Troubleshooting Docker networks

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Troubleshooting Docker networks

Let’s explore some fundamentals of communicating with docker containers.

Here’s a video version of this post:

Example services that we can talk with

ryanlabouve/hello-node gives us a PONG style server that we can curl and get a simple response. Let’s get that running.

docker run -d -p 3000:3000 ryanlabouve/hello-node:v1

Talking from the outside

Let’s confirm where our container is running (even though we have a good guess from the -p 3000:3000.) Running docker ps will show us which port is running inside and outside of the container.

docker ps
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Now in another tab you can curl port 3000

curl localhost:3000
# => Hello world!

Now let’s stop that container.

Checking from the inside

Let’s exclude the publish option (-p) to simulate us not knowing which port the container was exposing.

docker run -d ryanlabouve/hello-node:v1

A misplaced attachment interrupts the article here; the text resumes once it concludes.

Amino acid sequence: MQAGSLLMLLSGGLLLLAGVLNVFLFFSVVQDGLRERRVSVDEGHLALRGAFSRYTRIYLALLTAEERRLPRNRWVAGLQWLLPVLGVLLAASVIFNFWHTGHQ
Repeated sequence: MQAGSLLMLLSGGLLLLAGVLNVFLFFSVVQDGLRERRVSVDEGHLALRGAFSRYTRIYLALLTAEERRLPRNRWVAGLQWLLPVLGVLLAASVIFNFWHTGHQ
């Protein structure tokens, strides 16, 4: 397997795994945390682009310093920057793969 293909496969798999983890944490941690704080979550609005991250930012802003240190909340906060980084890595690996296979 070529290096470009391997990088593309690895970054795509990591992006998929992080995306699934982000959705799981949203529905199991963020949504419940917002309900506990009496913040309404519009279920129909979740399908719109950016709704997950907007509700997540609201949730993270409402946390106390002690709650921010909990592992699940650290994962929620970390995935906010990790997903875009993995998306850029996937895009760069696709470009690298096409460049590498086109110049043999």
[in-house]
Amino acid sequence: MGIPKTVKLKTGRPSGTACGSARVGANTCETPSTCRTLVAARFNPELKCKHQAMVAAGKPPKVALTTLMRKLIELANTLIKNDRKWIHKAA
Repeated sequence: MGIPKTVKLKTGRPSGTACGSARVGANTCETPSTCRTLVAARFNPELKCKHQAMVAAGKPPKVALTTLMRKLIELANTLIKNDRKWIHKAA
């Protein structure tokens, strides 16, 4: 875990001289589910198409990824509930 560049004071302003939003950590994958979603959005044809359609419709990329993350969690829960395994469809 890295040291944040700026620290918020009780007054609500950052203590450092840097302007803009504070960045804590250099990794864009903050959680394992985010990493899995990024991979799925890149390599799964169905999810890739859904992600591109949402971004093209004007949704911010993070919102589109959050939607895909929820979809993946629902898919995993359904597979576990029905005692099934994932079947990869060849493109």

Shell into running container

Now we can shell into the container to inspect. We can execute /bin/bash on our running container to shell in.

First we can use docker ps to verify the container is running and we don’t see any port information.

https://s3-us-west-2.amazonaws.com/secure.notion-static.com/10823eab-1e3e-4dbb-998a-e6570f1fb8d9/bash_2020-06-18_16-01-42.png

Now let’s shell in via docker exec.

# Put in YOUR container id or container name
# use `docker ps` if you need to look either of these up
docker exec -it 6f7076646b58 /bin/bash

Use netstat to check what’s running

We’ll need netstat to inspect the running. This tool is included in net-tools.

apt-get update
apt-get upgrade
apt-get install net-tools

Here are the docs for netstat.

netstat -plant
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On the last line we can see port 3000 is listening. And if we curl localhost:3000 WHILE shelled into the box we can see a response. So if we were unaware if which port to expose, this would have helped us decide.

In the next post, we’ll put all of this together and work with multiple containers and Docker compose.

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